Gleðiganga = Pride parade, lit. transl. “happiness walk”. If you want to talk about parades in general the correct word is skrúðganga.

rp068Some floats have a more serious message despite the joyous feel of the parade in general. It’s not unusual to see people from other countries partake in the Rvík Pride.

Samkynhneigður = homosexual, lit. transl. “same gender disposition”. For women you use samkynhneigð, for men you add the masculine -ur ending.

rp064Wow, super cute! Pink sign says “Hey! Geðveikur kjóll sem þú ert í Siggi” (= Hey! Awesome dress you’re wearing Siggi). Siggi is a nickname for a Sigurður, which is a male name. Funnily geðveikur would translate literally as “crazy” but in spoken Icelandic it’s typically used to mean something brilliant, or occasionally surprising. It can also be used to mean simply “totally” or “very” when in combination with another adjective.

I can’t really read the yellow sign but I’ll hazard a guess: “Hey þú! Þú ert (…) sexí!” (= Hey you! You’re … sexy!). I can’t read that tiny word but it’s most likely something that stresses the “sexí“, f.ex. geggjað sexí (= crazy/totally sexy)

rp084Íþróttafélagið Styrmir, fyrirmyndir ekki staðalímyndir (= Sports association Styrmir, role models not stereotypes).

rp050Styðjum börnin okkar. Sýnileikinn er mikilvægur! (= Let’s support/we support our children. Visibility is important!)

My personal favourite of this year’s parade signs was “aldrei nóg homo“. It’s quite a witty pun on English and Icelandic, something that the Icelanders absolutely love to do: technically speaking it translates as “never enough gay”… except that nóg homo is pronounced exactly the same as “no homo”, in which sense it could also mean “never no homo”. :D

rp086…WHAT IS THAT?

rp097Ahem. Another tradition seems to be that the last float of the parade belongs to Páll Óskar and that year after year he does his best to overdo the previous year’s one. His float is always the big surprise everyone’s waiting for, glittery, huge, full of surprises and needs a whole team of volunteers of its own who walk beside it through the parade to make sure no one gets so excited they’d try to run under its wheels. When you see this float you know a few things: number one is that the parade is ending. Number two is that glitter cannons are a staple of his floats so close your mouth when you see one of those being prepared or risk eating confetti. The third and the most important point is that it’s time to follow him downtown because the party’s only starting!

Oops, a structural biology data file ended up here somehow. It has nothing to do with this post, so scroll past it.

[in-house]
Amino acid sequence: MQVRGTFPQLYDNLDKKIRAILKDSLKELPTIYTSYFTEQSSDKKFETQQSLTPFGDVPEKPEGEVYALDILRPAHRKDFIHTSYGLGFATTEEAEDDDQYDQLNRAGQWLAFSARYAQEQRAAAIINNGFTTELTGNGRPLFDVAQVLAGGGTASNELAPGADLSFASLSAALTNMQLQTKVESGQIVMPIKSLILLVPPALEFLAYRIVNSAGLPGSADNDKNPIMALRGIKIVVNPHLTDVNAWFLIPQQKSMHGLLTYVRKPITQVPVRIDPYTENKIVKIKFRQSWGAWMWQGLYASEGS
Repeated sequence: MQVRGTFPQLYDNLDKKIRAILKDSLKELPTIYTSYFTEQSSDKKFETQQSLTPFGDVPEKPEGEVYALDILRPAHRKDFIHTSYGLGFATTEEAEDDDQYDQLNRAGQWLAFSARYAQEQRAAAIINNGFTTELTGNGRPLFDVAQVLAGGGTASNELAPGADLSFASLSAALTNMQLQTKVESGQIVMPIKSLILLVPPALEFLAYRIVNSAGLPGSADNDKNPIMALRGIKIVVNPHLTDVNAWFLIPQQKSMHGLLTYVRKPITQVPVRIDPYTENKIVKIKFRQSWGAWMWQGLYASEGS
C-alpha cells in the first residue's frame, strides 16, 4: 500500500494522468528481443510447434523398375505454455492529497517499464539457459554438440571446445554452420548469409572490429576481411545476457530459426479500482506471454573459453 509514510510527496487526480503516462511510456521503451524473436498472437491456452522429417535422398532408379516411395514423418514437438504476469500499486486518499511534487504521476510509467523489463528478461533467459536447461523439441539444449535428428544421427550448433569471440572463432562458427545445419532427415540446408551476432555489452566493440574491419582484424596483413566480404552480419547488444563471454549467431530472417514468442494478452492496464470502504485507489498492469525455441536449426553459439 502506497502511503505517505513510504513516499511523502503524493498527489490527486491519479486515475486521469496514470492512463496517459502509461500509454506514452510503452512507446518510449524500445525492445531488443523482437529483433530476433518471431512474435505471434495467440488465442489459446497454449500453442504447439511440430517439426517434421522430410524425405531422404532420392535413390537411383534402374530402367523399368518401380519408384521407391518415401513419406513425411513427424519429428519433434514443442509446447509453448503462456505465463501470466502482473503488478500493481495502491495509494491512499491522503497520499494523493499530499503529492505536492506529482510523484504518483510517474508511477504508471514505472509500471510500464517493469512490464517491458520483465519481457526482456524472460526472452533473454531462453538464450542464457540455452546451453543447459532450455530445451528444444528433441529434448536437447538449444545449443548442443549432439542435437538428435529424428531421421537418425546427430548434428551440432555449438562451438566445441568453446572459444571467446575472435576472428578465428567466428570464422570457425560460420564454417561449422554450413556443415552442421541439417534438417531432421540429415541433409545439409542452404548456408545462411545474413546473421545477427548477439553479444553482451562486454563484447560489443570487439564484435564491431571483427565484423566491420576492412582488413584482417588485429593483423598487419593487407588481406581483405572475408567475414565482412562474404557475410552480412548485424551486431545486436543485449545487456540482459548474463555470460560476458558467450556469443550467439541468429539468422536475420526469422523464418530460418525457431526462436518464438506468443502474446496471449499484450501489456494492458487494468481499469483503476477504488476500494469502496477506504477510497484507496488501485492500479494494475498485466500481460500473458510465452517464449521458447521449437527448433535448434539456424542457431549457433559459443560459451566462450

rp091See you in the next year’s parade perhaps?

More vocabulary

Hommi = homo. Can be used in both a derogatory and harmless way, but it’s usually obvious which meaning it is.

Lesbía = lesbian.

Mannréttindabarátta = human rights battle.

Tvíkynhneigður = bisexual.

Gagnkynhneigður = heterosexual.

Pankynhneigður = pansexual.

Transfólk/sísfólk = transpeople/cispeople.

Intersex fólk = intersex people. Some terms are so new that there isn’t yet an official Icelandic word, or if there is it’s not in use. A good example is “asexual” – despite my best efforts I haven’t yet found a proper Icelandic term for it. Not to say there aren’t words for people who don’t like sex but most of them aren’t that nice.

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Pictures and sounds from the parade. I’m not used to this much sunshine, I burned my nose! :D